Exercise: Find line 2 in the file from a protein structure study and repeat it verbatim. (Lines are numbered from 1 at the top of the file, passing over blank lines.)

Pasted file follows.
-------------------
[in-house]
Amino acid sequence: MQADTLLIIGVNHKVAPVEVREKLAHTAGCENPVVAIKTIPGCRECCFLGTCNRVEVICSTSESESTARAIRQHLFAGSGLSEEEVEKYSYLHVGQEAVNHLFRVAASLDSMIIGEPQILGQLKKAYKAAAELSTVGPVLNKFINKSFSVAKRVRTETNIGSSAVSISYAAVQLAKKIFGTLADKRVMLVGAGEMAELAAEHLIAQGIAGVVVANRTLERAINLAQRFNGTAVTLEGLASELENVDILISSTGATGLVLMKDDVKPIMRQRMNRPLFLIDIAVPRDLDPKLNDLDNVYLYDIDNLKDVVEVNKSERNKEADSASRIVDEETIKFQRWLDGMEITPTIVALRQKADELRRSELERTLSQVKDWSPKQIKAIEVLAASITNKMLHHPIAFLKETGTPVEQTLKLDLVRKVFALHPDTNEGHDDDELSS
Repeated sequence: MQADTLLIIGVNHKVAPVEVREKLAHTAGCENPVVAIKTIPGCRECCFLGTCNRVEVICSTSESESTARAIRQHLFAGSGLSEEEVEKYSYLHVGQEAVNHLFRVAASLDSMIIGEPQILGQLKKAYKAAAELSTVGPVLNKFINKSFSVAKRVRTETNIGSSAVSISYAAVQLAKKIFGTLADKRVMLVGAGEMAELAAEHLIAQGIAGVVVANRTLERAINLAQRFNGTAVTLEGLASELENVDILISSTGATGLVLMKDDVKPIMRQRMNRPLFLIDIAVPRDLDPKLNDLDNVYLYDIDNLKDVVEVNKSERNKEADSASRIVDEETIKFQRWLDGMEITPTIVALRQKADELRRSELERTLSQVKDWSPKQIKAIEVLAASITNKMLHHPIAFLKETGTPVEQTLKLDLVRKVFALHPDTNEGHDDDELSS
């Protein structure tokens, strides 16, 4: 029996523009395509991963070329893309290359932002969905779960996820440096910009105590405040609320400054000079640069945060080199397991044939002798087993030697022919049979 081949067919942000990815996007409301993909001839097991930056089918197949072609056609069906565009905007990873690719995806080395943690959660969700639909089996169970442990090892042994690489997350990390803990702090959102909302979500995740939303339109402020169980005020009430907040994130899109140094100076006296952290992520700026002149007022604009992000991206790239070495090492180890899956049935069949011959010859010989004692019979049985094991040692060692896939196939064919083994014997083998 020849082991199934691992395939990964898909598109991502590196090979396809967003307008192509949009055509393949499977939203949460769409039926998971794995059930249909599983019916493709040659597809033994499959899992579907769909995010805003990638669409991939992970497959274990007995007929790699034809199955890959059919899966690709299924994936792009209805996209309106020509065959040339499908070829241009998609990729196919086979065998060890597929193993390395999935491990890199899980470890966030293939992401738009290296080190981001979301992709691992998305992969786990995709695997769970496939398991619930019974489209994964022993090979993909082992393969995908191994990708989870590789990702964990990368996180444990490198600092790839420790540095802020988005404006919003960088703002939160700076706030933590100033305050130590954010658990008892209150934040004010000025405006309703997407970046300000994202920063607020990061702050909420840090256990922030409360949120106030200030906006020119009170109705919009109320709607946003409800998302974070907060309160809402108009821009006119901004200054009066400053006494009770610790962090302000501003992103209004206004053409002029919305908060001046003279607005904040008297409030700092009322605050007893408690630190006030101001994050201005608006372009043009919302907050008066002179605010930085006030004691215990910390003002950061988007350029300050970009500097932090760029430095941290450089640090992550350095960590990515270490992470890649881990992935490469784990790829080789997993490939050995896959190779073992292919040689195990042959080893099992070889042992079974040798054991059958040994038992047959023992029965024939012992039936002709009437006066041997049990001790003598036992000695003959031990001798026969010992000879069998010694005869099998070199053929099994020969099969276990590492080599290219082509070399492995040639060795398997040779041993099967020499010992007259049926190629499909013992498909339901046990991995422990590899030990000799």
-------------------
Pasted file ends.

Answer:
Amino acid sequence: MQADTLLIIGVNHKVAPVEVREKLAHTAGCENPVVAIKTIPGCRECCFLGTCNRVEVICSTSESESTARAIRQHLFAGSGLSEEEVEKYSYLHVGQEAVNHLFRVAASLDSMIIGEPQILGQLKKAYKAAAELSTVGPVLNKFINKSFSVAKRVRTETNIGSSAVSISYAAVQLAKKIFGTLADKRVMLVGAGEMAELAAEHLIAQGIAGVVVANRTLERAINLAQRFNGTAVTLEGLASELENVDILISSTGATGLVLMKDDVKPIMRQRMNRPLFLIDIAVPRDLDPKLNDLDNVYLYDIDNLKDVVEVNKSERNKEADSASRIVDEETIKFQRWLDGMEITPTIVALRQKADELRRSELERTLSQVKDWSPKQIKAIEVLAASITNKMLHHPIAFLKETGTPVEQTLKLDLVRKVFALHPDTNEGHDDDELSS